Despite recent attempts by China and Russia to close the military capabilities gap between themselves and the U.S., the U.S. maintains an advantage, specifically in the global application and projection of power. To overcome this disadvantage revisionist and rogue states utilize soft balancing (utilization of international structures to disrupt and discredit U.S. hegemony) at the strategic level and hybrid warfare (population-centric operations that create instability) at the tactical and operational levels to expand their influence and territory through activities that avoid direct confrontation. The utilization and application of limited military operations (small wars) combined with other elements of state power can both identify and counter the aforementioned strategies employed by contemporary Western rivals while concurrently advancing U.S. strategic objectives. Within the small war paradigm, military actors have a wide range of applications that support U.S. strategic objectives that fall into three mutually supportive activities, mil-to-mil engagement, civ-mil engagement, and resistance operations.
Persistent mil-to-mil engagements, exercises, and training missions help establish the U.S. as a partner of choice in strategically significant nations while simultaneously building partner capabilities within or adjacent to contested regions. The deployment of Civil Affairs and Psychological Operations elements foster resiliency within vulnerable populations, denying adversaries access to key human terrain needed to conduct hybrid operations. Resistance operations can manifest in defensive or offensive postures either supporting a partner nation from externally provoked and supported insurrection or undermining the capacity of rival nations to exert malign influence by supporting armed and unarmed opposition to the state. Military interventions are best as only one facet of a synchronized whole of government response in which the DoD might not be the lead agency. Furthermore, as rivals compete over contested spaces the chances for escalation and international incident grows, a threat exponentially increased by the internationalization of civil wars, placing increased risk in direct military engagements.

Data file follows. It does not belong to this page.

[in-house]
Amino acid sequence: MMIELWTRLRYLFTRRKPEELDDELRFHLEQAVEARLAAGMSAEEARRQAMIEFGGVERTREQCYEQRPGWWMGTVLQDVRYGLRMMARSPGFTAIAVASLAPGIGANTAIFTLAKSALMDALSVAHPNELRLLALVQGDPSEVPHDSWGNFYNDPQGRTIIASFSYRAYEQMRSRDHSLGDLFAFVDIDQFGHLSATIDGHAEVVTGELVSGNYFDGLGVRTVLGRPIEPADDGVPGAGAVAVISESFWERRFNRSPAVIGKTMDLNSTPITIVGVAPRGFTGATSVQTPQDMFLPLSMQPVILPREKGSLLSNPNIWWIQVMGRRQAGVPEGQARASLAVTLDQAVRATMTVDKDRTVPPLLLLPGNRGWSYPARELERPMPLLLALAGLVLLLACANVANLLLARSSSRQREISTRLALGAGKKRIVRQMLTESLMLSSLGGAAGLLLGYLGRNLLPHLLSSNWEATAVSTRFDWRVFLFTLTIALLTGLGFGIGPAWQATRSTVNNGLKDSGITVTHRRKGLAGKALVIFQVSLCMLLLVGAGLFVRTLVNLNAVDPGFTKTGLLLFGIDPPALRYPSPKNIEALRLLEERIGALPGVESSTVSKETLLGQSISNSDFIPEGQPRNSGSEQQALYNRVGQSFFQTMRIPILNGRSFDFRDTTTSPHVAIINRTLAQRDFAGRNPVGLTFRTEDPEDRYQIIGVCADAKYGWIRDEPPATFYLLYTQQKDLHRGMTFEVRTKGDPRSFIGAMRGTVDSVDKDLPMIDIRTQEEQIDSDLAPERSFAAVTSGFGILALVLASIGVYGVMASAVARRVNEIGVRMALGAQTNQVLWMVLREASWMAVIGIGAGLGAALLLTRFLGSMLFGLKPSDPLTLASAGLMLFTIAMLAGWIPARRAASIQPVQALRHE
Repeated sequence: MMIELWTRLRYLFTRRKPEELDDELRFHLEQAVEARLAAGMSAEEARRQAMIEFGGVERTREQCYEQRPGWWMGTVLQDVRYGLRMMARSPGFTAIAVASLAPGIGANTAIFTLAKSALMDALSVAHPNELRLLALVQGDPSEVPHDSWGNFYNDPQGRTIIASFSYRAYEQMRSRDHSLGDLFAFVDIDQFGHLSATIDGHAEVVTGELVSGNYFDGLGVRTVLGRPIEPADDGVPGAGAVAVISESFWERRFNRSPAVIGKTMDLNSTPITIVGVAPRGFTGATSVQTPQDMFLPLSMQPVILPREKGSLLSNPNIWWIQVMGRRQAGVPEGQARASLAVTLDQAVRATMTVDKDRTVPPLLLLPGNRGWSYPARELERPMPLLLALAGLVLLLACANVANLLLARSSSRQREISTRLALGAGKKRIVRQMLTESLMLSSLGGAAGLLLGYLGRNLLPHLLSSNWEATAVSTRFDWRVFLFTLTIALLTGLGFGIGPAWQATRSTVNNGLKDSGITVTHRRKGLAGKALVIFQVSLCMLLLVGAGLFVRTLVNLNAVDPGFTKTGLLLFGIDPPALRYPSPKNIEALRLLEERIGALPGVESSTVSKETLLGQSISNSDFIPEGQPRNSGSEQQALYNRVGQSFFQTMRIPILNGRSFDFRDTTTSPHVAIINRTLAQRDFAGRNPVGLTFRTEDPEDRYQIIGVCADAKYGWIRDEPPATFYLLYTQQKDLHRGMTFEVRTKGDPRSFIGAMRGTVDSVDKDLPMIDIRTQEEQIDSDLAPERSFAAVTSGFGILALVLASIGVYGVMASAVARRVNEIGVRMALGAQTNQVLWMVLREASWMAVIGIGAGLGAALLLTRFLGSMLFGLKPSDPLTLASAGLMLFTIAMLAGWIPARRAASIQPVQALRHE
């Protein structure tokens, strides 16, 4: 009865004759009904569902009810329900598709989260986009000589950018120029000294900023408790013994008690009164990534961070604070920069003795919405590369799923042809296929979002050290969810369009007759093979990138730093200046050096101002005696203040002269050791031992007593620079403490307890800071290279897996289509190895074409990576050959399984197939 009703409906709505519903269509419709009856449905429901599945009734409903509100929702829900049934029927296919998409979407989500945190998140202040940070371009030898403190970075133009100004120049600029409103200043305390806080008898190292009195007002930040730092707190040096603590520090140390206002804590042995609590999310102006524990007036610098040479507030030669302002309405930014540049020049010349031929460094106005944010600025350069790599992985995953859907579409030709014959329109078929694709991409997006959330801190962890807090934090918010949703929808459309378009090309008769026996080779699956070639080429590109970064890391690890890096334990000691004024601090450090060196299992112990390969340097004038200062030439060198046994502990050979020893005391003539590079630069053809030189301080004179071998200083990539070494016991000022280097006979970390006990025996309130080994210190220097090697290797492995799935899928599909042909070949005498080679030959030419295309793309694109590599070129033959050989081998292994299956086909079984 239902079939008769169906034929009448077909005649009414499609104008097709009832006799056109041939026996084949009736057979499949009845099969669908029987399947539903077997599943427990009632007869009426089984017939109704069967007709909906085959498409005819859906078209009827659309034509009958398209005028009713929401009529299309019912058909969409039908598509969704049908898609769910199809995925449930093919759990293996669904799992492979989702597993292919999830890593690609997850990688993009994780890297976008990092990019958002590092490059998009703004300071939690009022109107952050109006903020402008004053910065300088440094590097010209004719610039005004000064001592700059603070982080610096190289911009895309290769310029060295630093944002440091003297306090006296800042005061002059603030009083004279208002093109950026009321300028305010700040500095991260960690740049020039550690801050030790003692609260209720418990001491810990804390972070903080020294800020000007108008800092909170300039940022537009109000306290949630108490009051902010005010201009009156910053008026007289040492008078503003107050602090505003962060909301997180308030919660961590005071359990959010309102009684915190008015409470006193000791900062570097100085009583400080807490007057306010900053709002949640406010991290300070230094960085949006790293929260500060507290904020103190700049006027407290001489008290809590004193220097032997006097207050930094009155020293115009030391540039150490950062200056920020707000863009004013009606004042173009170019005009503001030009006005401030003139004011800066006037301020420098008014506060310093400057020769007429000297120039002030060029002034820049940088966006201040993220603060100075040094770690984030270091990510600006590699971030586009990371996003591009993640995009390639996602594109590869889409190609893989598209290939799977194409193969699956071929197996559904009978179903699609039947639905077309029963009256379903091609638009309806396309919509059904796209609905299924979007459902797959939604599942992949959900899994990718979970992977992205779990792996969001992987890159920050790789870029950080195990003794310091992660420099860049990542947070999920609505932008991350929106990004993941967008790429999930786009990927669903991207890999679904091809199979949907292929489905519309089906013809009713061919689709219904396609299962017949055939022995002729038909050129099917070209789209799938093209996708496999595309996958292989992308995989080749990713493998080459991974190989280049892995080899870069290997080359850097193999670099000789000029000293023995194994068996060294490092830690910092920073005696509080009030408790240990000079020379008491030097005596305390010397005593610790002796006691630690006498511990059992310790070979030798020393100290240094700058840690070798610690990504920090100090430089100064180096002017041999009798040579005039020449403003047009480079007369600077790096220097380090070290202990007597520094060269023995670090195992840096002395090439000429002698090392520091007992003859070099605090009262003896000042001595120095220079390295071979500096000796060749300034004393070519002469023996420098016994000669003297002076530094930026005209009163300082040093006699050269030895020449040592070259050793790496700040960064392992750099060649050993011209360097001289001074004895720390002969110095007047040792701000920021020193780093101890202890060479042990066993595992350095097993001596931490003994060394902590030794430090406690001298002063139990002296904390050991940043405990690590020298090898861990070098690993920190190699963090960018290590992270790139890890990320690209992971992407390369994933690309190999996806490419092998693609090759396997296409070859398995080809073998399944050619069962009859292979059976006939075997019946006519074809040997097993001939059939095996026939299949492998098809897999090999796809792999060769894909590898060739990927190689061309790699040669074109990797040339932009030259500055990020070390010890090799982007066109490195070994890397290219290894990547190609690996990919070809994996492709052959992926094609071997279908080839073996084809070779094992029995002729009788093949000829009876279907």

In the evolving context of great power competition, U.S. assets may not always be the best funded or equipped. They will often face bureaucratic restrictions their rivals do not and potentially be deprived of access to key individuals or institutions. These conditions will place a premium on individual interpersonal skills and international U.S. perception, so the U.S. can maintain a comparative advantage in soft power. To facilitate that advantage the U.S. will likely need to differentiate and categorize partners on not only their geopolitical importance but also the values that they represent and the company they keep. Specifically, the U.S. will likely examine the risks of collaborating with autocratic governments whose actions have the propensity to create domestic instability and an environment conducive to hybrid warfare. Additionally, any government with substantial human rights concerns degrades the soft power of those that the international community perceives as their partners, a perception adversary information operations can greatly amplify.
As U.S. security strategy adapts and returns to a construct that places emphasis on challenges and threats from state actors the function, employment, and role of the small war will be useful to transform from a method of CT into a strategic instrument of national power that can support long-term U.S. objectives across the globe often below levels of conflict.